One week later the 21-year-old Brazilian was back in his own Ferrari 250GT LWB, starting the Trento-Bondone hillclimb. The result was much more satisfying thanks to a second place in the GT category. Then, on July 18, Fritz was back in a Scuderia Centro Sud Maserati 250F for the British Grand Prix at Aintree. As in France there were three Centro Sud cars: D’Orey’s Maserati and two Cooper T51s for Burgess and Hans Herrmann. The Brazilian driver was 20th on the grid (2’05”6), just behind Herrmann (with exactly the same lap time) whereas Burgess was 13rd (2’03”0). The Cooper drivers retired on lap 21 and 31 because of gearbox trouble whereas D’Orey had an accident on lap 57 while he was 15th and last. In fact, D’Orey's driving style was full of passion: “I was a child and very crazy (…) Racing meant sitting down in a car and accelerating. We did not use seat belts”, he remembers.

At the beginning of August, D’Orey drove a Porsche 1500 RS in Avus and retired. But in the Wurzenpass hillclimb and the Gaisberg hillclimb he finished 2nd (Ferrari) and 3rd (Stanguellini-Fiat).

Then D’Orey participated in various Formula Junior races in Europe with the Stanguellini-Fiat. The first one, in Messina, proved to be a real success: he won ahead of Christian “Bino” Heins, another Brazilian driver. The next result, at the Nürburgring, was less impressive as he retired. At the beginning of September he raced at Cadours. He won the first heat ahead of Henri Grandsire, Giovanni Alberti and Lorenzo Bandini. Unfortunately, the final was much more disappointing as he was only 7th behind Bandini and one lap from the winner, Bill de Selincourt. The following race was set in Monza for the Coppa Inter Europa where D’Orey drove his Ferrari 250GT. He retired and had to give up the idea of taking part in the Tour de France with Italian driver Piero Drogo.

In late 1959, Fritz d’Orey was in Sebring to take part both in a Formula Junior race and the US F1 Grand Prix. He was second in the F Junior race behind Walt Hansgen but ahead of Ed Hugus and Briggs Cunningham. Moreover, he set fastest lap, which again proved his speed. For the F1 race D’Orey took the wheel of the TecMec-Maserati F415 belonging to the Camoradi USA team. In 1958 Maserati withdrew from racing but Valerio Colotti, the chassis and transmission engineer at Maserati, decided to create his own company with the financial help of American Tom Meed - Studio Tecnica Meccanica, based in Modena. Giorgio Scarlatti, the Italian driver, asked him to design a single-seater with a Maserati 250F engine.

Then Hans Tanner, a Swiss journalist, and Gordon Pennington, a US businessman, bought out the business and decided to give the car the name of TecMec. Some drivers such as Bob Said, Jo Bonnier, Piero Drogo and Giorgio Scarlatti himself tried the car and all agreed it wasn't fast. So Tanner retired from business and let Pennington entered the car under the Camoradi banner. In fact D’Orey was not confident with the TecMec and considered it a dangerous car. He qualified 17th out of 19 and retired after seven laps because of oil leakage. This put an end to both D’Orey and TecMec’s F1 careers…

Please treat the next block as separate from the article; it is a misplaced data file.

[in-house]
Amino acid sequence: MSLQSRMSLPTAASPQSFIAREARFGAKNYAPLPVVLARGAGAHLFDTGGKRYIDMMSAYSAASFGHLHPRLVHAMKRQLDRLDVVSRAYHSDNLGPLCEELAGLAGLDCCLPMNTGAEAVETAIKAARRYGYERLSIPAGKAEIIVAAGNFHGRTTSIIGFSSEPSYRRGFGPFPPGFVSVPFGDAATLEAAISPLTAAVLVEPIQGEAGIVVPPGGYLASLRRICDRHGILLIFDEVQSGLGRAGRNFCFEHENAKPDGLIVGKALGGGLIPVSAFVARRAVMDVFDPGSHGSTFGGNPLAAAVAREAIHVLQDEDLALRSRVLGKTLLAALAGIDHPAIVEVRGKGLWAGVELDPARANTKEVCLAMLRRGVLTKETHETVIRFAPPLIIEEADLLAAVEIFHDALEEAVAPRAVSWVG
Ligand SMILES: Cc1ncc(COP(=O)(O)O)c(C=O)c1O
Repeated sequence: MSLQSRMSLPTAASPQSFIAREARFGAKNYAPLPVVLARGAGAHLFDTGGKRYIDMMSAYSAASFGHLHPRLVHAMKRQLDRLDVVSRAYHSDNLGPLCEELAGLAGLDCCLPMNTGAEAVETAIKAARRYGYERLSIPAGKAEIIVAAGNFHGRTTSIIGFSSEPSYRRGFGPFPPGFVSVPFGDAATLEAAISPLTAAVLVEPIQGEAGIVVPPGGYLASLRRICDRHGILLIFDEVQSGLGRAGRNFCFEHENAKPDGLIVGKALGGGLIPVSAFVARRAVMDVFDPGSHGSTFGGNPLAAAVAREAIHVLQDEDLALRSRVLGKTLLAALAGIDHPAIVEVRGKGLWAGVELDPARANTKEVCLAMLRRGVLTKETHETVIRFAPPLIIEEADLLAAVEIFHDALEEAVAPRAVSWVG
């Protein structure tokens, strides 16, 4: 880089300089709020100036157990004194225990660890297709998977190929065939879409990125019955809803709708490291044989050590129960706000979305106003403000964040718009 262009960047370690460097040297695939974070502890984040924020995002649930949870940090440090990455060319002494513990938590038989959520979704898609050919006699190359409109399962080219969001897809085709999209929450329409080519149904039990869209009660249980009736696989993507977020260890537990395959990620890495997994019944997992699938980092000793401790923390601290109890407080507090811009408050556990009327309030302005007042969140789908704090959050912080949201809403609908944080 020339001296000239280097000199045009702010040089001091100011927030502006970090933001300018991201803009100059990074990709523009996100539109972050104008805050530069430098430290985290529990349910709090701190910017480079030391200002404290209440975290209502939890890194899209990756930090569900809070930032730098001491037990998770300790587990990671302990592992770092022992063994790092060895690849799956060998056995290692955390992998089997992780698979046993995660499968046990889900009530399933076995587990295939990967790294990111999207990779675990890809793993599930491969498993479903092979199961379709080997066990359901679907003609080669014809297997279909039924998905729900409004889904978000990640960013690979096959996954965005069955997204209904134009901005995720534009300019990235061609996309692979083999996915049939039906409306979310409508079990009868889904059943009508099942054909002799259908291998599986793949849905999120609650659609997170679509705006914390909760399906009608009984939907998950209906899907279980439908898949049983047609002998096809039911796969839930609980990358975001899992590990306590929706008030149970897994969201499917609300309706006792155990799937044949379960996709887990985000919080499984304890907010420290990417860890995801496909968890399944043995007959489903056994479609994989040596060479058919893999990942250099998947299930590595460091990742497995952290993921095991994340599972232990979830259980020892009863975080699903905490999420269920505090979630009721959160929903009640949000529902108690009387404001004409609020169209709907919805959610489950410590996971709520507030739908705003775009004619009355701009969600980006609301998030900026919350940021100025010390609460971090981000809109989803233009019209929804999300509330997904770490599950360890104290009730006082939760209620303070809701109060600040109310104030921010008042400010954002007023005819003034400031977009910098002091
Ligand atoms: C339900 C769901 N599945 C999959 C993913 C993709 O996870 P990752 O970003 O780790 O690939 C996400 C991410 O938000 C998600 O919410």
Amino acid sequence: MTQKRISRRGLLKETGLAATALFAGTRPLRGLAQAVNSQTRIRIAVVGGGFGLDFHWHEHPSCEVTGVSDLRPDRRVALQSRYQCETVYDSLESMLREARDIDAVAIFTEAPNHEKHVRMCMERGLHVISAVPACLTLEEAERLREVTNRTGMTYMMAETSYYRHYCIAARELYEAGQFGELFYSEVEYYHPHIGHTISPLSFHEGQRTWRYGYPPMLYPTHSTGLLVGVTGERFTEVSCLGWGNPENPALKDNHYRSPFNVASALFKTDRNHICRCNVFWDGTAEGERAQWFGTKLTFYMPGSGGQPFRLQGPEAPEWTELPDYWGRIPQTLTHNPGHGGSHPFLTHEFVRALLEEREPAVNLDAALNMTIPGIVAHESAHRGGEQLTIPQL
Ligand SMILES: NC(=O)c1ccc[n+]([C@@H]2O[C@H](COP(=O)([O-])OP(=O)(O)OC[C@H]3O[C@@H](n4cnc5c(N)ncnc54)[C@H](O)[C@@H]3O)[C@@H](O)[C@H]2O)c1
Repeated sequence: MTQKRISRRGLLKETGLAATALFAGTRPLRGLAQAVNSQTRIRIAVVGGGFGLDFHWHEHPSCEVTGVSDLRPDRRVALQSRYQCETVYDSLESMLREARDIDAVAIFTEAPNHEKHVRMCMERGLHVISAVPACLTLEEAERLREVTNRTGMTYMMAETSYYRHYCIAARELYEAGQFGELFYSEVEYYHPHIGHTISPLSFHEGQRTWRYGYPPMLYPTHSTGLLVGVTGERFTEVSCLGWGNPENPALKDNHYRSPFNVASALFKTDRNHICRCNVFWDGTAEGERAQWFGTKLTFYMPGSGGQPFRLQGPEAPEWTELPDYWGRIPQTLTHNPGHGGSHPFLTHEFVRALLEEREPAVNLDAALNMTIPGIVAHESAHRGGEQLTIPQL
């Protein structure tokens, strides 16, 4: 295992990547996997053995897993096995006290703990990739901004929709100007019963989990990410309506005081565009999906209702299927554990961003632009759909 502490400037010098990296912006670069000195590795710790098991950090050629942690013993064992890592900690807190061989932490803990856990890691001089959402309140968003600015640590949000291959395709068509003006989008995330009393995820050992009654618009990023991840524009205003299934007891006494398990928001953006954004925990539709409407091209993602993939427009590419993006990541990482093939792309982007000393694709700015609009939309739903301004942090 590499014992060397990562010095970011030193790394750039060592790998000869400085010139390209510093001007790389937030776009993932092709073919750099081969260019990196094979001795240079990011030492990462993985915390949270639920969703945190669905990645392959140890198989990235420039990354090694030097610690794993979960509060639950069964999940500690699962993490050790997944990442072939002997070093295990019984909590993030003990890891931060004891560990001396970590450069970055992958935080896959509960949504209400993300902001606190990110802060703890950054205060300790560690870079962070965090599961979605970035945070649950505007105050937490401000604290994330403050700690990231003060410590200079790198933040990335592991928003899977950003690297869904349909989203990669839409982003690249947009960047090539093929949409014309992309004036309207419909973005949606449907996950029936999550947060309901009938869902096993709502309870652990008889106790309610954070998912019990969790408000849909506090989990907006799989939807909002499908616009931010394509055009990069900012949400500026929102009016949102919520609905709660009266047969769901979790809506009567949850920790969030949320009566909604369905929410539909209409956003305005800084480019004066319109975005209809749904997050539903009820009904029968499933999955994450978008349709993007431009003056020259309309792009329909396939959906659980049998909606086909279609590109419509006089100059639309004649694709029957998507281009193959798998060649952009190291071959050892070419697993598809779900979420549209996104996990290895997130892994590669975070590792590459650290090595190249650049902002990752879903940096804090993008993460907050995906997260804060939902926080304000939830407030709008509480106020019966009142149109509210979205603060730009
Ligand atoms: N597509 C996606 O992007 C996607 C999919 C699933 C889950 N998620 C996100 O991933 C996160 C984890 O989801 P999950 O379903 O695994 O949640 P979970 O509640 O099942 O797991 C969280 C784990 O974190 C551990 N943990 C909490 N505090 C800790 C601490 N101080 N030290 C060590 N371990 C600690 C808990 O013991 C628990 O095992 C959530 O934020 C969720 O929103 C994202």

The year 1959 ended in Sebring and 1960 also began on the Floridian track: Fritz D’Orey was the very first Brazilian to take part in the famous 12 Hours race. On the left he is seen coming down the short straight between the esses and the hairpin (picture courtesy of barcboys.com). He was at the wheel of a Ferrari 250 GT SWB belonging to William Sturgis, who was also D’Orey’s co-driver. The pair finished in 6th position (4th in the S3.0 category), thirteen laps behind winners Herrmann/Gendebien (Porsche 718 RS60).

It was planned that Fritz would continue for the Ferrari sportscar team for the whole 1960 season but three months after Sebring he was one of the three drivers in Scuderia Serenissima’s Ferrari 250GT SWB n°14. The two other drivers were Carlo Maria Abate and Gianni Balzarini. This was the first time D’Orey would enter the prestigious French race. Unfortunately it wouldn't happen: during practice he crashed against a tree at 270kph. The car was split in two and Fritz suffered head injuries. Some newspapers even reported his death. The 22-year old Brazilian stayed in hospital for eight months to recover. After that, he decided that it was better to quit racing. He kept his word.

This is how the short career of a talented young driver ended. He went back to Brazil to work in his father’s construction and garage business. Later on, he lived in Paris during five years.

Nowadays, Fritz D’Orey lives in Copacabana. “There is no more beautiful view than this one (…) I prefer living here and watch this rather than to following the F1 world, which is very unpleasant”, he says. He shares his time between his passions of computers, photographs and old racing cars. Sometimes he takes part in historic events and does not hesitate to give his opinion about modern F1. As it is said above, his opinion is not always positive. I often understand why.